The obvious route from the cement works to HS2 would be via Melksham would it not?  Is there capacity on that line for many extra freights AND your passenger aspirations? Will lightly used track be able to cope with heavy freights without falling apart?  There is potential for this to be good or bad for Melksham passengers.  It would be a shame if they are subjected to a decade of freight trains disrupting their service and leaving the route knackered.  On the other hand, some investment in the route (double tracking, passing loops, track renewal etc) could allow the freight to be minimally disruptive AND when the freight declines after HS2 is build it could leave your route in a better place for expansion of the passenger service.

Just one thing that I don't understand - the Westbury Cement works is disused is it not (ie not making cement).  Whilst it seems sensible to make cement articles next to an active cement works, what is the advantage of making them next to a disused cement work.  Is Westbury really the most convenient rail connected brown field site for HS2? 
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Chris from Nailsea
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« Reply #4 on: December 04, 2017, 08:15:39 PM »

Apparently, the Westbury Cement Works is currently mothballed, rather than disused.

From the BBC, in September 2016:

Quote
Westbury cement works chimney demolished

A 122m-high (400ft) industrial chimney that has dominated the Wiltshire skyline for decades has been demolished.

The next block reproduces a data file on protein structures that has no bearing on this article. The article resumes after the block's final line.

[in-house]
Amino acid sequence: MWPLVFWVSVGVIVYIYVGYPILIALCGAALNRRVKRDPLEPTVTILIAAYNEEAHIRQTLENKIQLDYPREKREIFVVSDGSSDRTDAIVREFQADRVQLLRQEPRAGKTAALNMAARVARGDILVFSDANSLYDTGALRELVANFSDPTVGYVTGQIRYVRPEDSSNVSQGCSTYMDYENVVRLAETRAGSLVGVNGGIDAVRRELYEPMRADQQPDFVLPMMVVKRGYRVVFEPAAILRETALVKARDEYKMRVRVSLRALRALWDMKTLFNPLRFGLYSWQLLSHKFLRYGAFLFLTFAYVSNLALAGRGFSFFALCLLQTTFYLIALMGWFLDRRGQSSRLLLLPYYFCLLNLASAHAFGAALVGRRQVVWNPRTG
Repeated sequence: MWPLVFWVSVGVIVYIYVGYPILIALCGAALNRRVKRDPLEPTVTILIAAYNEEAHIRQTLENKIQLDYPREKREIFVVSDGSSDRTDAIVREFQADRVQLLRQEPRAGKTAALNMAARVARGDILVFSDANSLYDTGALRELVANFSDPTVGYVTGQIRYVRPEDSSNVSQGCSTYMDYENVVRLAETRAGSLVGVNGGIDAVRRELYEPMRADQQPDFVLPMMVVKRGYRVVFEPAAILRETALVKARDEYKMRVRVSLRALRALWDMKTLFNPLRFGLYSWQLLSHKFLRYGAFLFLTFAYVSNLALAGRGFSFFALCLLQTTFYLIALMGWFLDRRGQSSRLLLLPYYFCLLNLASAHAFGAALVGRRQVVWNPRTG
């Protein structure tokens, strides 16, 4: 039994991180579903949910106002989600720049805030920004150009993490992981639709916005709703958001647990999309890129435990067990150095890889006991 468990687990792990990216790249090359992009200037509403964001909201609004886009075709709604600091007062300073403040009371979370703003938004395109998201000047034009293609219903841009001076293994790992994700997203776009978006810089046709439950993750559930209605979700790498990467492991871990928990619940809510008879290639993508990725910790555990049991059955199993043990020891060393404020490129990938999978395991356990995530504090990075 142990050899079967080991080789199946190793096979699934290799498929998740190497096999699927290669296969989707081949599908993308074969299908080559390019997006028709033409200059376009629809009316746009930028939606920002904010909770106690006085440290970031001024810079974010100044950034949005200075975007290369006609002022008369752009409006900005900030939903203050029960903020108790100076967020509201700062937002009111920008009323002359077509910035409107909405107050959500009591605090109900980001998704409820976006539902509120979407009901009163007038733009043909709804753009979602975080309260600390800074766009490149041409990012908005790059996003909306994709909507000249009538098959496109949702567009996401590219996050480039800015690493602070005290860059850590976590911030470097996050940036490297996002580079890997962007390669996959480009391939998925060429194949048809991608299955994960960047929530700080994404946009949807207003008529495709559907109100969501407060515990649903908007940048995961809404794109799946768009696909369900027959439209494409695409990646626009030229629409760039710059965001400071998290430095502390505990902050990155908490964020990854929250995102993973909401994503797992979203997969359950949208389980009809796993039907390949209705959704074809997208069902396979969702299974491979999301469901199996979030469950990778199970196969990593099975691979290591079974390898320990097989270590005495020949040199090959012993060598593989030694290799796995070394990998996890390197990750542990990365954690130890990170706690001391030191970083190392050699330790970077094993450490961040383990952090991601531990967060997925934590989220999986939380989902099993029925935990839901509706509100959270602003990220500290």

The Westbury cement works, owned by Tarmac, were constructed in the early 1960s and mothballed in 2009.

The chimney was brought down by a controlled explosion. Nine-year-old schoolgirl Lily Sargent pressed the button after winning a competition.  The demolition marks the end of over 40 years of cement production at the site.

Stuart Wykes, from Tarmac, said it was "amazing" that thousands of people gathered on the hillside in the early hours to watch the demolition.  He said: "There's a lot of work done leading up to something like this, so the chimney is weakened in certain places and certain sections taken out and then over 200 detonators put in around it so it collapses in a certain way. I've heard from all the guys down on site that it went absolutely to plan."

Mr Wykes said the site was still an "active railhead" for Tarmac, although cement was no longer produced there.  He said the company imported cement which is brought in by rail and bagged and packed and then exported, and "this would continue for some years but without the iconic chimney".